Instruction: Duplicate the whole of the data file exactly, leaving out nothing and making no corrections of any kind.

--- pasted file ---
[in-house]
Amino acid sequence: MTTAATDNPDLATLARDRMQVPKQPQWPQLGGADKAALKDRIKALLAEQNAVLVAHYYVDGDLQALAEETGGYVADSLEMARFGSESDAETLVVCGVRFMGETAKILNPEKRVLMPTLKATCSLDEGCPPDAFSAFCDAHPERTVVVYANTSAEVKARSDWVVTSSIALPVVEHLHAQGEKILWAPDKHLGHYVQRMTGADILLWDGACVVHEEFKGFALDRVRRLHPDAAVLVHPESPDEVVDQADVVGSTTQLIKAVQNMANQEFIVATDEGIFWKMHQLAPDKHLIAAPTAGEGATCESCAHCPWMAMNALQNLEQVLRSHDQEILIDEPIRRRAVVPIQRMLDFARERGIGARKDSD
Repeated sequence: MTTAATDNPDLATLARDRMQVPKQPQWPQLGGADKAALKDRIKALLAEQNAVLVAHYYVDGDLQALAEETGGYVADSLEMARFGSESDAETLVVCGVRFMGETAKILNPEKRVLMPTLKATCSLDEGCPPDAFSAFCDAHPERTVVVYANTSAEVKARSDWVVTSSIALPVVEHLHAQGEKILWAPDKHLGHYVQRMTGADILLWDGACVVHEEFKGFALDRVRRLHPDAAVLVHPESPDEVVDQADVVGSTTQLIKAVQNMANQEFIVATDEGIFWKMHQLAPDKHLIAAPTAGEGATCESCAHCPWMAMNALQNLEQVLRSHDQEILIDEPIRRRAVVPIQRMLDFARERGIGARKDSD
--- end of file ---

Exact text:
[in-house]
Amino acid sequence: MTTAATDNPDLATLARDRMQVPKQPQWPQLGGADKAALKDRIKALLAEQNAVLVAHYYVDGDLQALAEETGGYVADSLEMARFGSESDAETLVVCGVRFMGETAKILNPEKRVLMPTLKATCSLDEGCPPDAFSAFCDAHPERTVVVYANTSAEVKARSDWVVTSSIALPVVEHLHAQGEKILWAPDKHLGHYVQRMTGADILLWDGACVVHEEFKGFALDRVRRLHPDAAVLVHPESPDEVVDQADVVGSTTQLIKAVQNMANQEFIVATDEGIFWKMHQLAPDKHLIAAPTAGEGATCESCAHCPWMAMNALQNLEQVLRSHDQEILIDEPIRRRAVVPIQRMLDFARERGIGARKDSD
Repeated sequence: MTTAATDNPDLATLARDRMQVPKQPQWPQLGGADKAALKDRIKALLAEQNAVLVAHYYVDGDLQALAEETGGYVADSLEMARFGSESDAETLVVCGVRFMGETAKILNPEKRVLMPTLKATCSLDEGCPPDAFSAFCDAHPERTVVVYANTSAEVKARSDWVVTSSIALPVVEHLHAQGEKILWAPDKHLGHYVQRMTGADILLWDGACVVHEEFKGFALDRVRRLHPDAAVLVHPESPDEVVDQADVVGSTTQLIKAVQNMANQEFIVATDEGIFWKMHQLAPDKHLIAAPTAGEGATCESCAHCPWMAMNALQNLEQVLRSHDQEILIDEPIRRRAVVPIQRMLDFARERGIGARKDSD